Ann Veronica Janssens

January 23, 2016 - April 17, 2016
Over the past three decades, Belgian artist Ann Veronica Janssens (born 1956) has become best known as a light artist, working with spotlights, projections, fog, and other materials to create experiences heightening viewers’ perceptions of themselves and their surroundings. 

Drawing on scientific research, Janssens aims to create situations that can resemble laboratory experiments as much as works of art. “It’s a question of provoking an experience of excess, of the surpassing of limits,” she explains, including “situations of dazzlement,” vertigo, speed, and even exhaustion among feelings that can bring us to threshold states of altered consciousness. Her use of light to create these sensations is contingent on architecture, and she often creates environments in which she can test the science of the eye with the manipulation of light within the space.

Janssens’s work exhibits formal affinities with minimalism and the California Light and Space movements of the 1960s and 70s, yet eschews their penchant for monumentality in favor of the intimate, subjective experience of the individual.  Her exhibition for the Nasher offered a series of sculptural proposals that moved the viewer from the entrance of the building to the garden. Projected washes and haloes of light greeted visitors at the Nasher’s entrance, and two types of sculptural objects occupied the Entrance Gallery. Lying directly on the floor, a steel I-beam more than twenty feet long, its top side ground smooth and polished to a mirror shine, offerdizzying reflections of the architectural surroundings. Sharing the entrance bay with the I-beam was a group of five glass cubes, Janssens’s distinctive Aquariums, filled with a blend of liquids, including water and paraffin oil; the interactions between the liquids and the different ways they absorbed and reflected light allowed for striking and confounding visual effects.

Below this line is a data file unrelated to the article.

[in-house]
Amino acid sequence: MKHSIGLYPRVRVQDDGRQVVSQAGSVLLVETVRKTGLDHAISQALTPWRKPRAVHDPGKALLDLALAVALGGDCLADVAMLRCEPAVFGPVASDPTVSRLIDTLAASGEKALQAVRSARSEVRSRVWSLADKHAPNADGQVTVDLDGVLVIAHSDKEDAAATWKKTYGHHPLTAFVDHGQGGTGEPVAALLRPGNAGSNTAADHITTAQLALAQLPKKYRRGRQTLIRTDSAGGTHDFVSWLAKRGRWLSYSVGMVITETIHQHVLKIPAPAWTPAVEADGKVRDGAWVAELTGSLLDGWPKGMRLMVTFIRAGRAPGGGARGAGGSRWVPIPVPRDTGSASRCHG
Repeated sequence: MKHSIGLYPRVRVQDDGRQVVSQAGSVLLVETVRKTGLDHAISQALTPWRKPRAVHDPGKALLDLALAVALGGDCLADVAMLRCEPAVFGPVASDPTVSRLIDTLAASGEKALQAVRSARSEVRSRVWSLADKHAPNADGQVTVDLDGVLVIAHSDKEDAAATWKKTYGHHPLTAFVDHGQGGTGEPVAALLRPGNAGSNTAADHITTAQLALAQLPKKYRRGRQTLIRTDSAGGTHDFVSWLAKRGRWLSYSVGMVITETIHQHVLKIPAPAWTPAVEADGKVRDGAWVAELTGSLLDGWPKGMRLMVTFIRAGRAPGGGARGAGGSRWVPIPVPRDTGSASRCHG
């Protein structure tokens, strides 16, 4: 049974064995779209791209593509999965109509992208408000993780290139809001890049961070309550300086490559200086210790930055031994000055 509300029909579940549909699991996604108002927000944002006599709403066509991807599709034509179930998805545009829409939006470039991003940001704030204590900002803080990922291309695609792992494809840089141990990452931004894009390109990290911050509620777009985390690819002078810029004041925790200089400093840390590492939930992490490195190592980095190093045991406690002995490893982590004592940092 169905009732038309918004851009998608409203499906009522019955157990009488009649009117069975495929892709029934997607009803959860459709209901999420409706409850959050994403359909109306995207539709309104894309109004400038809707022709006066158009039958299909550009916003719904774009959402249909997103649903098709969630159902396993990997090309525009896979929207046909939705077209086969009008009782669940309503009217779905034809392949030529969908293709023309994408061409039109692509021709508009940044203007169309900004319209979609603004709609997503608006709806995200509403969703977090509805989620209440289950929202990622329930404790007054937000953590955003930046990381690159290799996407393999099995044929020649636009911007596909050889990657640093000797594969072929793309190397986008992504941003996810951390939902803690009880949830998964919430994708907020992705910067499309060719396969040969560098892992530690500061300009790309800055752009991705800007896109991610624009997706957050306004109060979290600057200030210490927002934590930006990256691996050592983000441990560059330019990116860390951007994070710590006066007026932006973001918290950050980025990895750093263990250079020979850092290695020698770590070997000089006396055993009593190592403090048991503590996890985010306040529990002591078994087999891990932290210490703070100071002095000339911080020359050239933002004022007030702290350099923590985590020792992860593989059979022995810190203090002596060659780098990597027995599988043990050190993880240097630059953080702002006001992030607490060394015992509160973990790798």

In the garden, visitors encountered a freestanding pavilion coated with, and named for, the three primary colors, Blue, Red and Yellow. Visitors who entered the pavilion found it filled with artificial fog, a substance that interests Janssens as a way of giving sculptural form to light: “Gazing at mist is an experience with contrasting effects.  It appears to abolish all obstacles, materiality, the resistances specific to a given context, and at the same time, it seems to impart a materiality and tactility to light.”  As visitors move through the pavilion, they experienced not only the profound disorientation prompted by losing all points of navigational reference; as light passed through the walls and ceilings, the fog became radiantly suffused with their colors, changing with the movement of the viewer and shifting with the light of the sky.

 



Organized by the Nasher Sculpture Center, Ann Veronica Janssens was the artist’s first solo museum presentation in the United States.